Image by Luis Quintero


The SCRP Philosophy

Risk is more than a management jargon. Risk is an advanced mathematical concept called probability and statistics. 

The application of risk has evolved from gaming and insurance to warfare, economics and management science over the past 400 years. Practically every discipline that exists today applies the laws of probabilities.

Nobel Laureates Albert Einstein (photoelectric, 1921), Neils Bohr (quantum theory, 1922), Harry Markowitz (portfolio theory, 1990), John Nash (game theory, 1994) and Kip Thorne (blackhole, 2017) used probability theories to unlock some of the greatest discoveries in physics and economics. 

Risk is an advanced concept that defines the boundary between modern and ancient times. Today, top global corporations stay ahead by using probabilistic concepts like big data analytics and artificial intelligence as a product and as tools for decisions.

Image by Valentin B. Kremer

Divergence and Rise of Enterprise Risk Management

Enterprise Risk management became prominent at the turn of the Millenium, after a series of economic crises in developing countries during the 1990s. Regulators began to infuse risk management concepts into corporate governance to protect investors and the public. A sudden surge in demand for risk specialists within the corporate community made them turn to business consultants who took a cue from financial and banking practices. They chose to adopt a quick, non-scientific intuitive scoring method like 'high-medium-low' and 'red-yellow-green'.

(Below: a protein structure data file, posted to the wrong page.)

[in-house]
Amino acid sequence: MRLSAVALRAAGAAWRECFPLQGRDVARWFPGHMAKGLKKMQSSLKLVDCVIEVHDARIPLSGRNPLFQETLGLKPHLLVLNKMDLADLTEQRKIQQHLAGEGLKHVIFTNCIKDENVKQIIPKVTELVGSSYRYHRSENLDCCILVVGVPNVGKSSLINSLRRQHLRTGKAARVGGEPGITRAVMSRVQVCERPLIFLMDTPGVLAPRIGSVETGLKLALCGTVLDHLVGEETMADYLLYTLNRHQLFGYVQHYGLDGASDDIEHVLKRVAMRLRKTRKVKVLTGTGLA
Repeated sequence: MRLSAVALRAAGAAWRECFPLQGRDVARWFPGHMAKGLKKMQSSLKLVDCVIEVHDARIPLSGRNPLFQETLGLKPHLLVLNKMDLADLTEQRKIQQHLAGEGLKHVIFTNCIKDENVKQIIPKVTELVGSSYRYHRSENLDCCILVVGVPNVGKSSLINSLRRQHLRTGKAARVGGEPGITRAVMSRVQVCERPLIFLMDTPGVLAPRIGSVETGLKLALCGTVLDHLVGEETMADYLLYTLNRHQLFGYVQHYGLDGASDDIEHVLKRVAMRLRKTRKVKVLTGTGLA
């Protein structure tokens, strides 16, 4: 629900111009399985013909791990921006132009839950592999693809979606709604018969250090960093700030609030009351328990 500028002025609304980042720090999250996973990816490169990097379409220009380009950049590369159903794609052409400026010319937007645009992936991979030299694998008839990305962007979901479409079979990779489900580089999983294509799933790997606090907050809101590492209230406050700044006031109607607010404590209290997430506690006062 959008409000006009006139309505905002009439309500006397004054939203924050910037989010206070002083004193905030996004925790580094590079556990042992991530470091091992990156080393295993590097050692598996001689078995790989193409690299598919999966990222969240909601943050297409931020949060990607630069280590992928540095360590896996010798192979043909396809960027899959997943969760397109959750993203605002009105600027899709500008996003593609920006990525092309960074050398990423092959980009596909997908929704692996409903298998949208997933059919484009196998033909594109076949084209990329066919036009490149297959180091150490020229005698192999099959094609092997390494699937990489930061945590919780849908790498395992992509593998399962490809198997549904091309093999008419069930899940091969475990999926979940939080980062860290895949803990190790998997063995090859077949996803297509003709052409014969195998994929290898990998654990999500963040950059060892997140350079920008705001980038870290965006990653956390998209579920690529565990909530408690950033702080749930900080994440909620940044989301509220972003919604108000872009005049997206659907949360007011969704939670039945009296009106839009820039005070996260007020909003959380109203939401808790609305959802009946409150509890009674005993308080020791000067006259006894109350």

These methods use ordinal scales that are problematic. Risk has 3 base concepts; causality, probability and consequences. Causality is the relationship between events and their knock-on effects. Probability measures the degree of likelihood. Consequences measure outcomes. How is risk management possible without these 3 key concepts?

This calls for some understanding in the area of social psychology. In pluralistic ignorance, simplistic enterprise risk management is practised because the regulations require everyone to do so and there is a collective incentive to keep compliance cost minimal. Individually, they don't believe in its technical veracity. In a false consensus effect, risk practitioners who adopt intuitive scoring methods truly believe that they are doing the right thing when the entire scientific and engineering community think not. 

The ISO 31000 series is the most prevalent risk management standards adopted by enterprises. In ISO 31010 - Risk Assessment Techniques, two-thirds of the 70-page document is dedicated to Bayes, Markov Chain and Monte Carlo processes. Most organizations that claim to adopt ISO 31000 do not know how to apply these methods.  

Economic crises compelled authorities to impose risk management regulations despite the lack of readiness. Business consultants and accounting firms took full advantage to sell intuitive risk scoring methods to their clients. Yet today, businesses seem powerless against risk. The 10 largest bankruptcies in the history of mankind came after the introduction of enterprise risk management (AS/NZ 4630:1995) and half of these failures were contributed by the financial sector. 

Need to Converge Science and Management for More Effective Risk Management


Macy Conference: Cybernetic Roundtable, New York, 1947.

John Von Neumann (2nd fr. left), Norbert Wiener (3rd fr. right)

Cybernetics Flow.png

Cybernetics Schema